As part of every initial consultation with an injured worker, our workers’ compensation attorneys discuss the fact that many insurance carriers hire private investigators to perform surveillance on injured workers. While it would not be cost effective to perform surveillance on every person who has a Florida workers’ compensation claim, the insurers spend enormous amounts of money on surveillance. It is therefore imperative that every injured worker be entirely candid regarding the extent of their injury, medical history, and any income/earnings.

Why and How is Surveillance Used?

In a recent case, Leggett v. Barnett Marine, Inc., surveillance revealed that the claimant was capable of performing physical tasks consistent with his pre injury job. The physical exertion shown in the surveillance was not consistent with representations made by the claimant, which led to a finding of fraud. The JCC held the claimant had made misrepresentations, and thereby forfeited all benefits under the Workers’ Compensation Act pursuant to Section 440.09 and Section 440.105, Florida Statutes. In summary, when a person commits fraud under the Workers’ Compensation Act, he/she forfeits any and all benefits.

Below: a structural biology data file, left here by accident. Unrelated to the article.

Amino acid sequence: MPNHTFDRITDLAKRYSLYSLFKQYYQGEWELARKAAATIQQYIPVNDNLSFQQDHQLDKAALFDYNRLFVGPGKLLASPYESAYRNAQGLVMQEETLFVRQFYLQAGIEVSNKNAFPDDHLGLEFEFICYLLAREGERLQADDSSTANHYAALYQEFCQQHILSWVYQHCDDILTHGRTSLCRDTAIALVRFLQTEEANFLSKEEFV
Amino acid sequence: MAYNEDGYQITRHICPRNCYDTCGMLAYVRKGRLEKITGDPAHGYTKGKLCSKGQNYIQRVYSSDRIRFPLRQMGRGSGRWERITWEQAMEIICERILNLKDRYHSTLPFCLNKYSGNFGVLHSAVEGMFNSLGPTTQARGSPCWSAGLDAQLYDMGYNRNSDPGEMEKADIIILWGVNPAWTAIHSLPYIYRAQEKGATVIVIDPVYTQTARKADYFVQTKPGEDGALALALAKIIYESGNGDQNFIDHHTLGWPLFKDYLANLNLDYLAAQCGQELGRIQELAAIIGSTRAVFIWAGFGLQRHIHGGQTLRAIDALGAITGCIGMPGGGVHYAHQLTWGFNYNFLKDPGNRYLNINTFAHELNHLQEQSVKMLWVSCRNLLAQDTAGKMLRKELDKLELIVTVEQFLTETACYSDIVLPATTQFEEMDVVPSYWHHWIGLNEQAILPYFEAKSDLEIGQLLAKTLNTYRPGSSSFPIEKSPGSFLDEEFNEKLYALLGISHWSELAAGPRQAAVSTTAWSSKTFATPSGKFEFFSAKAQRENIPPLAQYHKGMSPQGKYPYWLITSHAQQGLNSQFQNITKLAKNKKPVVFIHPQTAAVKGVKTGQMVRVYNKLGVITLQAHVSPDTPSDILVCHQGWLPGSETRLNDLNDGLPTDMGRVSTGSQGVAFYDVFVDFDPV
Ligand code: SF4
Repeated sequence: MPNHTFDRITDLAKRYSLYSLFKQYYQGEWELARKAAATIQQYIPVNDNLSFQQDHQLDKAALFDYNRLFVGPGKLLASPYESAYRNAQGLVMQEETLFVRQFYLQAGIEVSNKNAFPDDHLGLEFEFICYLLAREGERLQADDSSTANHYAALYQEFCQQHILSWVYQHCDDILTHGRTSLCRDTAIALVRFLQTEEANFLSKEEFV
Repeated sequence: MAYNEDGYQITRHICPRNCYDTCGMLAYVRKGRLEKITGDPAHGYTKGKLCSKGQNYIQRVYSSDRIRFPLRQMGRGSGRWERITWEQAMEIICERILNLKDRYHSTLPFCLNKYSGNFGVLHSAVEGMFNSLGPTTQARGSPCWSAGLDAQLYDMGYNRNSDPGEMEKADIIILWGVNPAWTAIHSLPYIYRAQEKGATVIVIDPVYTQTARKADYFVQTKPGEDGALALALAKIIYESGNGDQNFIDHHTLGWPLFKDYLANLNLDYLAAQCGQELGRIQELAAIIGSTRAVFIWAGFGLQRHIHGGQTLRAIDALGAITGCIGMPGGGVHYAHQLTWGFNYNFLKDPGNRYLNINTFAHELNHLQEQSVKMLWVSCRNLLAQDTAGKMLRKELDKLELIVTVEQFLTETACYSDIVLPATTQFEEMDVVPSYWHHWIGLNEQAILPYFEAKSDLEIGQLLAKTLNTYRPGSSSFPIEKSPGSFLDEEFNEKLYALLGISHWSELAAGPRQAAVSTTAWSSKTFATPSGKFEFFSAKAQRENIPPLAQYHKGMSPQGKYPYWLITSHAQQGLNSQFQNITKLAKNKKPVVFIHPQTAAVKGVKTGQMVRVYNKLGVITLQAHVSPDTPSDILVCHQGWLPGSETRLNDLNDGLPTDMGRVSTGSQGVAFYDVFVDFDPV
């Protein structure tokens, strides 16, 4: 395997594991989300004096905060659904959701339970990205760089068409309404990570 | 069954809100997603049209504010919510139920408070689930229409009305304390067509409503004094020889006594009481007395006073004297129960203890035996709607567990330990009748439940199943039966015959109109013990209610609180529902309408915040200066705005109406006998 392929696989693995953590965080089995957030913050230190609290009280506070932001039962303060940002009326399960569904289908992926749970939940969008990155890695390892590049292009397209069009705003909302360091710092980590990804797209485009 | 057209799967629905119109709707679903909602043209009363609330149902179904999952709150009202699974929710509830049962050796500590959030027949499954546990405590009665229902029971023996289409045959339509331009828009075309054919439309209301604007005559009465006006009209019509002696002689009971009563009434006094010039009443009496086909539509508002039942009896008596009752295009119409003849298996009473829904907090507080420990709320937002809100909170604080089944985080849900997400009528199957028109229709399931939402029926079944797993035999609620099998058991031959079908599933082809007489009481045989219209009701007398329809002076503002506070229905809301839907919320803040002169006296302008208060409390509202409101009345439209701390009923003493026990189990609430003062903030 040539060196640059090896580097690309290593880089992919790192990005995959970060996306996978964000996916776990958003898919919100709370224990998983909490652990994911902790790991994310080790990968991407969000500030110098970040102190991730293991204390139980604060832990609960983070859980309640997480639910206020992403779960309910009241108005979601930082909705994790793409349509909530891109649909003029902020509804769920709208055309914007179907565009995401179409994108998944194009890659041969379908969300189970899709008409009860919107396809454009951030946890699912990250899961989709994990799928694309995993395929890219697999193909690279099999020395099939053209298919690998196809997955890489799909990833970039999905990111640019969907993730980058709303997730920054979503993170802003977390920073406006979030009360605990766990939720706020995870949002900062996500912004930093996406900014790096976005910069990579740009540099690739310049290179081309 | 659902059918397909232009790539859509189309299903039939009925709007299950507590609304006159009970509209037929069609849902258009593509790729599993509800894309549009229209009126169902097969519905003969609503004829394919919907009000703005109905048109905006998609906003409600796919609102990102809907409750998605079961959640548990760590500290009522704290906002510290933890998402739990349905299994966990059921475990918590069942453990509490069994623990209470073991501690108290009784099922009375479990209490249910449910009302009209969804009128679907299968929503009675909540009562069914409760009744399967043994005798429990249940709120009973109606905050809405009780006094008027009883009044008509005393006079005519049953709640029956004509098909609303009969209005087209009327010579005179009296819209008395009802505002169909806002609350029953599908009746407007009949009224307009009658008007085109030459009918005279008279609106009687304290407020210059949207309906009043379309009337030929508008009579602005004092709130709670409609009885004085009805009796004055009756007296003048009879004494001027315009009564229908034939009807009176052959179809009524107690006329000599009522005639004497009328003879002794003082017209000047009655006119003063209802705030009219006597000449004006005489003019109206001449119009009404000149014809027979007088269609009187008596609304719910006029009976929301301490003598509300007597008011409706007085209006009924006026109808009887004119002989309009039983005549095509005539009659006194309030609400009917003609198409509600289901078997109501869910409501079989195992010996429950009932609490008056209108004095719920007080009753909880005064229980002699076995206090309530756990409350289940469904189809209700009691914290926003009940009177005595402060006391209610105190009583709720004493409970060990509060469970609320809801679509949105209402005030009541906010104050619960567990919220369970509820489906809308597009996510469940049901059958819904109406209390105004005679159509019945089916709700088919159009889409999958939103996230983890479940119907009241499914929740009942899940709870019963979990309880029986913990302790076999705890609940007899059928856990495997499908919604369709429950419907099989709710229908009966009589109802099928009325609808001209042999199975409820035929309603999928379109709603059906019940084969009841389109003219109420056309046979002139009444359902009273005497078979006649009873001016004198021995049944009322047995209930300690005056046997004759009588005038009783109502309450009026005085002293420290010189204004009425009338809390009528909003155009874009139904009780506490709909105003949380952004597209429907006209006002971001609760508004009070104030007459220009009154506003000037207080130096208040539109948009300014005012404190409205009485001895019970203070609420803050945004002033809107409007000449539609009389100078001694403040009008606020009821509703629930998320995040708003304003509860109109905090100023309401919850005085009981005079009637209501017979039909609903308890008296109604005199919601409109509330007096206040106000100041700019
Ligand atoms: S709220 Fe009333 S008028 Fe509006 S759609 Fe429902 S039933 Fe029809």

The basic Florida work comp fraud rule: to establish the “fraud” defense, the employer/carrier must prove by a preponderance of the evidence that the Claimant knowingly or intentionally engaged in one of the acts provided in section 440.105, Florida Statutes, for the purpose of securing workers’ compensation benefits.[1] This concept was discussed in greater detail in our prior blog post, which you can view here.

Surveillance is one tool insurance companies use to demonstrate a claimant has made misrepresentations. In our ever evolving technological world, an interesting form of surveillance came to our attention: unmanned surveillance.

Below is a video demonstrating unmanned surveillance. It is advertised as “fully automated” and “hidden in plain sight in objects seen every day by everyone”.

As always, we encourage every person to be candid with their work injuries. Often, the bad apples ruin it for those truly injured, but it’s important to be aware of the lengths insurers go to in attempt to combat fraud. Sustaining an injury at work in Florida opens a person up to all sorts of things, being surveilled is just one of them.

If you have questions regarding workers’ compensation, call our office to speak with one of our work comp attorneys in Tampa, FL for a free consultation.

[1] Smith v. Target; OJCC Case #: 13-029085MRH (Decision issued March 2, 2015)